When I'm looking for rare euphemisms to include in this column, I don't turn to drink, but I do turn to Drunk: The Definitive Drinker's Dictionary. Paul Dickson's amazing collection of 2,964 terms for being tipsy, lubricated, guzzled, or uncorked is a euphemism-palooza.
In past columns, I've looked at terms from Dickson such as circling over Shannon and admiral of the narrow seas, but his unique lexical brew deserves a longer sip. In the spirit of columns on the Dictionary of American Regional English and Green's Dictionary of Slang, here's an all-Drunk euphemism roundup that's sure to impress the folks at your local microbrew, bistro, pub, or AA meeting.
wearing the wobbly boots
This reference to the stagger of a boozehound is one of many terms for inebriation that refer to the challenges of walking while tipsy, such as legless. Another allusion to the drunk's unsure walk offers an apt assessment of alcohol's influence on the ol' thinkbone: zombified.
I assume this involves bourbon but not, I pray, falling into the fryer at KFC.
elevated with the juice of the grape
This lofty expression was coined by Charles Beauclerk in Nell Gwynn: Mistress to a King, and I feel it elevates this column with the juice of poetry. The drunk lexicon is such a pleasure because it runs the gamut of expressiveness in English, from the hoity-toity-ness of elevated with the juice of the grape to the blunt humor el whappo'd. Other wine-centric euphs include in the grip of the grape, smitten by the grape, and out nibbling the grape.
lit up like a kite
Lit up is itself a term for sauced, and there are extensions aplenty, including lit up like a ballroom, carnival ride, cathedral, Christmas tree, firefly, lantern, lighthouse, store window, skyscraper, Star of Bethlehem, and a honky-tonk on a Saturday night. As often as drinkers are said to be lit up, they are referred to as full. Dickson writes that the term full of loudmouth soup was the winner of a contest conducted by BBC correspondent Tom Morton in 2008. That phrase has many cousins, such as full as a bull, lord, goose, pot, pig's ear, and tick on a fat cow.
The origin of the phrase lies with a story about Winston Churchill as a teenager. The future prime minister was so sauced on mead he attempted to shove a blueberry scone down the trunk of a sleeping elephant in the London Zoo.
Jumbo's truck, addendum
I wish that were true. Alas, Jumbo's trunk is merely British rhyming slang for drunk.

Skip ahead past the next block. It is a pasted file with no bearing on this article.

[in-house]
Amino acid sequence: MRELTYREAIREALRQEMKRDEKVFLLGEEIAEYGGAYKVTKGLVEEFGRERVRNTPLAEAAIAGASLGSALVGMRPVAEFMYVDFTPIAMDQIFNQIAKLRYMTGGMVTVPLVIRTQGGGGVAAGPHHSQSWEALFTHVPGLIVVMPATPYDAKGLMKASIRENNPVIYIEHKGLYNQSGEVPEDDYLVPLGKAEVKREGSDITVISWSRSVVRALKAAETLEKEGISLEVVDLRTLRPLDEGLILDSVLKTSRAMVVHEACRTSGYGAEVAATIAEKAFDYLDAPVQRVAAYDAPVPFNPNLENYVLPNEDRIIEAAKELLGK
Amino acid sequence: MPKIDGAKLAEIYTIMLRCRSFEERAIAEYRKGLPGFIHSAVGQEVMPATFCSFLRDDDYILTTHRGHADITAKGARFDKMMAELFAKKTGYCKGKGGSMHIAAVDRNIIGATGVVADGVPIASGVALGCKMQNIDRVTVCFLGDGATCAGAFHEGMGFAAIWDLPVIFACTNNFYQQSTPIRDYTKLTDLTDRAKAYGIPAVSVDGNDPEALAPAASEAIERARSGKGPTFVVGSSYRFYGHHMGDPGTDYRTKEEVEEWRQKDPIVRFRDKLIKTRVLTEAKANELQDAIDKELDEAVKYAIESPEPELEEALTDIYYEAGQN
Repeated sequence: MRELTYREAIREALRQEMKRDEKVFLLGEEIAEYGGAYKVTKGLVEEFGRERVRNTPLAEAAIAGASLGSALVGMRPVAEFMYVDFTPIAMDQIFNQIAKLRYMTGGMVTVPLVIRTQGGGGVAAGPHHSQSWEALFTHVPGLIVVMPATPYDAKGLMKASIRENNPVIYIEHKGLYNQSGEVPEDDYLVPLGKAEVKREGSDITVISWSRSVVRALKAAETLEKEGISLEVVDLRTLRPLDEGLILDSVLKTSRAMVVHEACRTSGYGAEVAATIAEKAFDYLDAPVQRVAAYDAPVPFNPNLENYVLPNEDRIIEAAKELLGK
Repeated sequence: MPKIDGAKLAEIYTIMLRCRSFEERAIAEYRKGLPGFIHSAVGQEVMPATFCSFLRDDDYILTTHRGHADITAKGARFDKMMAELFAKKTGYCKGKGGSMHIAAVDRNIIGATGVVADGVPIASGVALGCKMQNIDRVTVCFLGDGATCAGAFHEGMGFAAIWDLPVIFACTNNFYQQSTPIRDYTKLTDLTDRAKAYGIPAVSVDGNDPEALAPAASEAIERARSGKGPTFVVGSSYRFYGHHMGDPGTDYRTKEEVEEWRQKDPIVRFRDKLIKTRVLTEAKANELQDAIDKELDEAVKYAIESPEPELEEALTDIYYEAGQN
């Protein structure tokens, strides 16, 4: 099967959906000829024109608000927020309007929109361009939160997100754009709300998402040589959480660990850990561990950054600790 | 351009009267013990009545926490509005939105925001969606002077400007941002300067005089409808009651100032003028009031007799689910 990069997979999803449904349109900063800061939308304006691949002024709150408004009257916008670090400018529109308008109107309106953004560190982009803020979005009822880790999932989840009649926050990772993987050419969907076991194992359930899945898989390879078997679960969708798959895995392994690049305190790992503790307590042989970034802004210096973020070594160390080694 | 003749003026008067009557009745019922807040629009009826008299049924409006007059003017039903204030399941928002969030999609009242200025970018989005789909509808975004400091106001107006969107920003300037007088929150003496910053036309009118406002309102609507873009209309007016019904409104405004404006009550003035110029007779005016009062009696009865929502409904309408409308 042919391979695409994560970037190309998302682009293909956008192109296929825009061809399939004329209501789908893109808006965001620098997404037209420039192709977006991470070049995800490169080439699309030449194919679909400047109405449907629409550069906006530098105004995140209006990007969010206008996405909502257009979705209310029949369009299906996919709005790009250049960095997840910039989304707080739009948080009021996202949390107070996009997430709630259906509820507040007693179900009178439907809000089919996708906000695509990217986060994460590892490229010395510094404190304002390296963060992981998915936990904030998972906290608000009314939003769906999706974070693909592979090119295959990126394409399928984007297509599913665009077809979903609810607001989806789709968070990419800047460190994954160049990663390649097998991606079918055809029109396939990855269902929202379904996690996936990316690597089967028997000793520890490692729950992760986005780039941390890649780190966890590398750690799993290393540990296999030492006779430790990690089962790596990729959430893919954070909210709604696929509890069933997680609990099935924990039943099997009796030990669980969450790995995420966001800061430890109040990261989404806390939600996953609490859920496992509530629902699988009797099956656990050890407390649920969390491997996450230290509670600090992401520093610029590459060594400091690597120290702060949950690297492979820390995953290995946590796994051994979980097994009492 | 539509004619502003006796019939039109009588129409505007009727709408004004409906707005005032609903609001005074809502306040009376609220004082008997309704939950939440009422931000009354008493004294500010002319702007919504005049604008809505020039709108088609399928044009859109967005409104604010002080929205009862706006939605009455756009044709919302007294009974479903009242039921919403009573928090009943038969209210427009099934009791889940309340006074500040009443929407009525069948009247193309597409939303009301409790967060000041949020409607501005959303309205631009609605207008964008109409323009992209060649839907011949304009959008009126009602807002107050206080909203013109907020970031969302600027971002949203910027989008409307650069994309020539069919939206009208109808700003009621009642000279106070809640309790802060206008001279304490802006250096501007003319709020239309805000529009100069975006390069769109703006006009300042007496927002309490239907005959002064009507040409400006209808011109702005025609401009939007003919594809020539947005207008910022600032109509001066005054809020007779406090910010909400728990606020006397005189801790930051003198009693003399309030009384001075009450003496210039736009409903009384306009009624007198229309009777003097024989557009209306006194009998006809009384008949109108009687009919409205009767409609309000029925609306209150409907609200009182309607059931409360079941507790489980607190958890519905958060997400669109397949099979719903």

jober as a sudge
This is a spoonerism that I imagine was coined in a state of joberness.
The Oxford English Dictionary also records this one, which is defined as "Drunken, intoxicated; given to, characterized by, or proceeding from drunkenness; intoxicating." This 1804 use shows its metaphorical reach: "Sooner..Than I, to frenzy temulent, with love, False to its palpitating precepts prove." The OED also records variations such as temulentious, temulentive, temulently, and temulentness. If this word caught on today, it would be more likely to spawn variations such as temulent-y and temulent-pocalypse.
drunk like Sinatra
Many terms reference a famous lush, like this reference to ol' blue eyes. Hoist enough pints and you might also find yourself Jan Michael Vincented, Jimi Hendrixed, or Boris Yeltsined. My favorite use of a name in Drunk comes from a fictional character: la femme drunkita.
drive the porcelain bus
This refers to the vomitastic aftereffects of drinking, though I find it less respectful than praying to the porcelain god. Another toilet-centric term recorded by Dickson is porcelain-ready.
done a Falstaff
This Shakespearean reference to literature's jolliest buffoon lends credence to my theory that Falstaff is the Rosa Parks of alcoholic characters who provide comedy relief. Another Shakespearean term describes an alky as Tight as Andronicus.
daffy with sentimental water
If you've ever known a drinker who said things like "I love you, man" and "When this all gets sorted out, I think you and me should get an apartment together!" you'll appreciate the linking of inebriation and sentimentality.
For more Drunk-ology, you'll have to buy the book, which goes for about the price of a martini but lasts so much longer. You don't need to be zambonied, materially altered, not in Kansas anymore, guarding the gates of hell, gazumped, or accidentally horizontal to enjoy it. I guarantee you'll love this book whether you're stone-cold sober or out in left field with a catcher's mitt on.